Running with the Bulls…or Pema Chodron, AGAIN


I will get to the subject, but first I would like to share the history of combining unlike things…in other words, just watch me make sense of that title.

In studying for my undergraduate degree at the University of Arizona, I was required to take literary criticism classes.  Like, two a semester.  My first papers, which were, according to the teachers, well-constructed and thorough, discussed Robert Frost and T. S. Eliot because I LOVED those two poets.  I wrote about the meaning of their work through the lens of my life, from my need to understand the temporal nature of, well, everything (T.S. could have been a Buddhist if he wasn’t such a fanatical Christian.).  And with Frost, I contemplated the nature of non-conformity or whether in fact there was such a thing.

I got D’s.

I don’t like D’s.  I learned from those two papers that teachers weren’t looking for a 20something’s real interest in poetry and its relevance to her life.  They wanted Literary Criticism.  They wanted esoteric analysis.  I understood that applying, for example, Freudian theory to Beowulf would probably get me an A, even though such an application is %#25398  ridiculous.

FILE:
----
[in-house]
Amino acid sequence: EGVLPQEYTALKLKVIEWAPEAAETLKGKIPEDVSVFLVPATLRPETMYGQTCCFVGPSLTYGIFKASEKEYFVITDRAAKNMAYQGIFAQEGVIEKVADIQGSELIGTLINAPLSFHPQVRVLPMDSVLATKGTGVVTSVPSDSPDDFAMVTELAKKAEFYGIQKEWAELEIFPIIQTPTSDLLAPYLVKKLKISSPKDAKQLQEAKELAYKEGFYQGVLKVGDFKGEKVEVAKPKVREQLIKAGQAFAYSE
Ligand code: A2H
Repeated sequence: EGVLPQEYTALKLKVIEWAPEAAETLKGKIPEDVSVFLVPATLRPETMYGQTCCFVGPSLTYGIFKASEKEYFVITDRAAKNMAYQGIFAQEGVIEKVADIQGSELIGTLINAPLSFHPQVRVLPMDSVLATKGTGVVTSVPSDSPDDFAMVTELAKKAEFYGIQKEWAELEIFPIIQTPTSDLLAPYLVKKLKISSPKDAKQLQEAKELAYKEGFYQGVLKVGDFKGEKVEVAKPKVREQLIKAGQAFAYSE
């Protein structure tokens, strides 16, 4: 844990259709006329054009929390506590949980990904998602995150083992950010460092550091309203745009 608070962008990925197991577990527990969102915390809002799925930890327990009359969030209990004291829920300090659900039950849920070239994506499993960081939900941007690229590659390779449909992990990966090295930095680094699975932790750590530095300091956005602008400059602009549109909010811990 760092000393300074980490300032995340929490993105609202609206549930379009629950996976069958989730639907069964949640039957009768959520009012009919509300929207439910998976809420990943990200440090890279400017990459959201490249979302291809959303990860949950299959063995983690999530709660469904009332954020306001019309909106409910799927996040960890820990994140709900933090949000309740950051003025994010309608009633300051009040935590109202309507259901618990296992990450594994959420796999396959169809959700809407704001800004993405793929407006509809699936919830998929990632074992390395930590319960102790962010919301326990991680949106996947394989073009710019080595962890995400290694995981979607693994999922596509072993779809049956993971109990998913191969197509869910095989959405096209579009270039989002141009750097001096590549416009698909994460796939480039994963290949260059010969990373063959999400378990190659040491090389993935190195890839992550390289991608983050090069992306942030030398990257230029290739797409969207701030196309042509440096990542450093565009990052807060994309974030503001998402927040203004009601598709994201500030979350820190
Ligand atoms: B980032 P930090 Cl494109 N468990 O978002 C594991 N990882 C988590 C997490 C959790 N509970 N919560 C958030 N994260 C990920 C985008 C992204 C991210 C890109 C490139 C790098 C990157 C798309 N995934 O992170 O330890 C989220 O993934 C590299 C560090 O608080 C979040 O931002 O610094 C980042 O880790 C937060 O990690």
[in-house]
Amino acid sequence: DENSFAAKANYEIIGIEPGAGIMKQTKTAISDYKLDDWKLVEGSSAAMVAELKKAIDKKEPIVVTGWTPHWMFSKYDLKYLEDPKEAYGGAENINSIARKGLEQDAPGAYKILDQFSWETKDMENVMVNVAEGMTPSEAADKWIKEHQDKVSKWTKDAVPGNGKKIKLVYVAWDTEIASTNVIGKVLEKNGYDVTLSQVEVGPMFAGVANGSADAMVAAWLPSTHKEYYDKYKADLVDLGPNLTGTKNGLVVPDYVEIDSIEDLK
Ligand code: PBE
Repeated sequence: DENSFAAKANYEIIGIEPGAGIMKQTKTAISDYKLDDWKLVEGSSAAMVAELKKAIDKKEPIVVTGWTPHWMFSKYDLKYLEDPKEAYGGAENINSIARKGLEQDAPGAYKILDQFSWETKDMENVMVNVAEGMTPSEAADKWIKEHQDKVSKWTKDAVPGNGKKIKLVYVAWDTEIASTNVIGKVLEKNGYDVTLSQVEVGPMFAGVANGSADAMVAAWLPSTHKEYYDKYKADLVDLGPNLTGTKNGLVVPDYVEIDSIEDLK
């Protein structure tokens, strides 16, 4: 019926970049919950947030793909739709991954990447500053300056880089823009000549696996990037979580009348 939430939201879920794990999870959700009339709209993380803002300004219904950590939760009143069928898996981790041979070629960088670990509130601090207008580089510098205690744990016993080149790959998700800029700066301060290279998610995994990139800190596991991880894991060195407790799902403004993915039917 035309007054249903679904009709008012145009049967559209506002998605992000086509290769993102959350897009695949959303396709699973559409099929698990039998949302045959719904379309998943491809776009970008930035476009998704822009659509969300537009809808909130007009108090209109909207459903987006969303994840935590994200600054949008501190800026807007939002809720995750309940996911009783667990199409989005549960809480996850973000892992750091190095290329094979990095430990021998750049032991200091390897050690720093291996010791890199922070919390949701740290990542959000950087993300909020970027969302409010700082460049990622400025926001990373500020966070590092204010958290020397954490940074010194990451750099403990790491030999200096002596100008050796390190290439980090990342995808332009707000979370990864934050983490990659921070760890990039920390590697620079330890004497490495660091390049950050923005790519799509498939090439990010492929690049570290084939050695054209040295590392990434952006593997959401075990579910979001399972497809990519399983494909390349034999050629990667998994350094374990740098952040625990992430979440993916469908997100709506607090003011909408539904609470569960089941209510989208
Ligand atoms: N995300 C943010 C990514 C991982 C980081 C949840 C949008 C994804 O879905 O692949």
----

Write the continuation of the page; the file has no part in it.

But, I have a sense of humor.  And making fun of Literary Criticism while giving these people what they seemed to want appealed to me.  I wrote a paper comparing the women in William Congreve’s The Way of the World with the houyhnhnms (yes, I did have to look up how to spell that and they are super intelligent HORSES) in Gulliver’s Travels.  It was the most ridiculous comparison I could make, but it was, at least, feminist in outlook.  I got a B+.  And after that, only A’s.  It was fun to write tongue-in-cheek papers with complete seriousness.  My friends in the Comparative Literature MA program said that the teachers were so bored reading undergrad essays that anything unusual would score high.  My GPA skyrocketed.

So, unlike things.  Or, back to Pema Chodron.  AND Running with the Bulls.  You never know which way I’ll go with this one, because I don’t know which way I’m going to go either.

This weekend I had no plans so I signed up for a 3 day meditation retreat at the Shambala Center.  I also felt pretty unbalanced after Arizona and figured meditating for hours on end had to re-establish SOMETHING.

Shambala is Pema Chodron’s tradition.  Had I known that I might have run screaming the other way.  But it was only $100 and near my house, so I didn’t really do much research.

Shambala, which was developed by Chogyam Trungpa, a Tibetan monk who became a householder and is a secular form of Buddhism associated with the Kagyu and Nyingma lineages, though really the books seem to all be by…Chogyam Trungpa.  Who, two women in the retreat told me, sadly died an alcoholic.  (BTW, I don’t really know much about these lineages or the lineages of Buddhism overall, but in case you do, well, I’ve impressed you.  Sort of.  In other words, there we go.)